• Port – maritime commercial facility
  • Manmade harbor – Sheltered body of water where ships may shelter – harbor that has deliberately constructed breakwaters, sea walls, or jettys, or which was constructed by dredging.
  • Marina – A dock or basin with moorings and facilities for yachts and small boats
  • Railway – Structure comprising load-bearing rails on a load-spreading foundation intended to carry special-purpose wheeled vehicles
  • Train station – Railway facility where trains regularly stop to load or unload passengers and/or freight
  • Wharf – A structure on the shore of a harbor or on the bank of a river or canal where ships dock
  • Viaduct – A multiple span bridge crossing an extended lower area
  • Ski resort – Resort developed for skiing, snowboarding, and other winter sports
  • Subsidence crater – A hole or depression left on the surface over the site of an underground explosion.
  • Tunnel – An underground passage made for traffic
  • Tree farm – Plantation for the cultivation of trees for harvest
  • Abstract geographic feature – does not exist physically in the real world, yet has a location by definition and may be displayed on maps.
  • Hardiness zone – Geographical regions defined by climatic conditions for horticultural purposes
  • Geographical zone – Major regions of the Earths surface demarcated by latitude
  • Time zone – Region on Earth that has a uniform standard time for legal, commercial, and social purposes
  • Special Economic Zone – A geographical region in which business and trade laws are different from the rest of the country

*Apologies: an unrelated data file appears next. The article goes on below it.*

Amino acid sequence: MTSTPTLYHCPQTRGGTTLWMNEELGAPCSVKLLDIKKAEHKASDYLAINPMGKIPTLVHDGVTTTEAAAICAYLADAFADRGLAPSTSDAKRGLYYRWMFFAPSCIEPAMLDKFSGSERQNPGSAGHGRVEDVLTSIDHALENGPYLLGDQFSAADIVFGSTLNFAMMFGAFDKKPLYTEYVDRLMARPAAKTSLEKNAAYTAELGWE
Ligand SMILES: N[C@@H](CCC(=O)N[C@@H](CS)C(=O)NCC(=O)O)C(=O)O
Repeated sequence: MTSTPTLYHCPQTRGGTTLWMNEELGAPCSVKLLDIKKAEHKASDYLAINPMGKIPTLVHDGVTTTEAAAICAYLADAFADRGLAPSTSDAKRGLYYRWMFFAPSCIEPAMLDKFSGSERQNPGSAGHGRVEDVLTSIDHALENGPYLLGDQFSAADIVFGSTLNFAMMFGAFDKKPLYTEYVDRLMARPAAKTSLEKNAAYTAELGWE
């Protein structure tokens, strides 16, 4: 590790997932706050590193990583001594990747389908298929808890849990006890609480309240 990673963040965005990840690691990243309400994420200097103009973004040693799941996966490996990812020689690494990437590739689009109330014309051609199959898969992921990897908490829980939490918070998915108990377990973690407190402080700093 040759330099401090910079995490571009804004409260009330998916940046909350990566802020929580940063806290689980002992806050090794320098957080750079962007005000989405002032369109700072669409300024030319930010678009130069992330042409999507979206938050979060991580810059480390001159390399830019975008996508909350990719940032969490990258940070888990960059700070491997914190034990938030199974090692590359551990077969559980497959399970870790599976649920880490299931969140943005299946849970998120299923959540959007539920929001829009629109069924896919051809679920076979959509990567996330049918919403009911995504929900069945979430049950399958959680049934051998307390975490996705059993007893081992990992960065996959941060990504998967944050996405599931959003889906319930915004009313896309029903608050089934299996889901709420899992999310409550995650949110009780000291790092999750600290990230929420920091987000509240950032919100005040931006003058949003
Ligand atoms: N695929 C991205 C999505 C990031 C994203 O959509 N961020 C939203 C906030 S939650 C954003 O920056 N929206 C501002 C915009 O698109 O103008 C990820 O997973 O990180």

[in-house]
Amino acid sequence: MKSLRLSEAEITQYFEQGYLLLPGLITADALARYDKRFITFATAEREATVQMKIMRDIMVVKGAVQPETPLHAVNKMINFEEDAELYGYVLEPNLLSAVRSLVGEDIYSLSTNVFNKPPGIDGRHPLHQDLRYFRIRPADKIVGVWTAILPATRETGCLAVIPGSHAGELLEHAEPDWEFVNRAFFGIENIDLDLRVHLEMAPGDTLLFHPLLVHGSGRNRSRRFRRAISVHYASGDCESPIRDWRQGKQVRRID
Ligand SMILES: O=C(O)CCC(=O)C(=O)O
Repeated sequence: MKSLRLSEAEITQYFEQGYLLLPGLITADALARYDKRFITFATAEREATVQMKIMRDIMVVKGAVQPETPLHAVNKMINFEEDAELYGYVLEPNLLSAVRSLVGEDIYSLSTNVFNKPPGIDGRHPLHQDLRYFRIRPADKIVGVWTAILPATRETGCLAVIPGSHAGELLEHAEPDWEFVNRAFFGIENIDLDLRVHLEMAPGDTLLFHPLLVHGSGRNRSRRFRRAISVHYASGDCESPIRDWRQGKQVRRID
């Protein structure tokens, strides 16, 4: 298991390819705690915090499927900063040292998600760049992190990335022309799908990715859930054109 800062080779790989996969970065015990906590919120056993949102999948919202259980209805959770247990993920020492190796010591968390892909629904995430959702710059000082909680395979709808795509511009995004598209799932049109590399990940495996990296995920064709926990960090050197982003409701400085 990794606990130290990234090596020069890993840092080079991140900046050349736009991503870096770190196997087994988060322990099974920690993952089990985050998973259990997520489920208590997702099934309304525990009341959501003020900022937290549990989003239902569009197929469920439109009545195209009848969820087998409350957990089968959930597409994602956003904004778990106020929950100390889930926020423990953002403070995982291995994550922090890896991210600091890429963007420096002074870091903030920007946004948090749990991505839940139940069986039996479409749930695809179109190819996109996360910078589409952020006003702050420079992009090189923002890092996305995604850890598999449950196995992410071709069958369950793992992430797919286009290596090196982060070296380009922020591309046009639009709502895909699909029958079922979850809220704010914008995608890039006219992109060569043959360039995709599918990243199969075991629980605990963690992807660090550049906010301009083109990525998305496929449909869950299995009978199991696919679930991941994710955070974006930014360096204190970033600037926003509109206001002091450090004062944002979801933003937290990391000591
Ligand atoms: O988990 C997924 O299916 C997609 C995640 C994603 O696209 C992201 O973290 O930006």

• Administrative division – A territorial entity for administration purposes
  • Nation – Stable community of people based on a common cultural or political identity
  • Political division – A territorial entity for administration purposes
  • Country subdivision – A territorial entity for administration purposes – a designated territory created within a country for administrative or identification purposes. Examples of the types of country subdivisions
  • City – Large and permanent human settlement
  • Rural district – Former type of local government area in England, Wales, and Ireland
  • Duchy – Territory, fief, or domain ruled by, or representing the title of, a duke or duchess
  • Settlement – Community of any size, in which people live
  • Federal state – A union of partially self-governing states or territories, united by a central federal government that exercizes directly on them its sovereign power
  • Municipality – administrative division having corporate status and usually some powers of self-government or jurisdiction
  • Department – Administrative or political subdivision in some countries
  • County – Geographical and administrative region in some countries
  • Commune – An urban administrative division having corporate status and usually some powers of self-government or jurisdiction
  • Region – Two or three dimensionally defined space, mainly in terrestrial and astrophysics sciences
  • Township – Designation for types of settlement as administrative territorial entities
  • Emirate – A political territory that is ruled by a dynastic Muslim monarch styled emir
  • Province – A major administrative subdivision within a country or sovereign state
  • Bailiwick – The area of jurisdiction of a bailiff
  • Borough – An administrative division in some English-speaking countries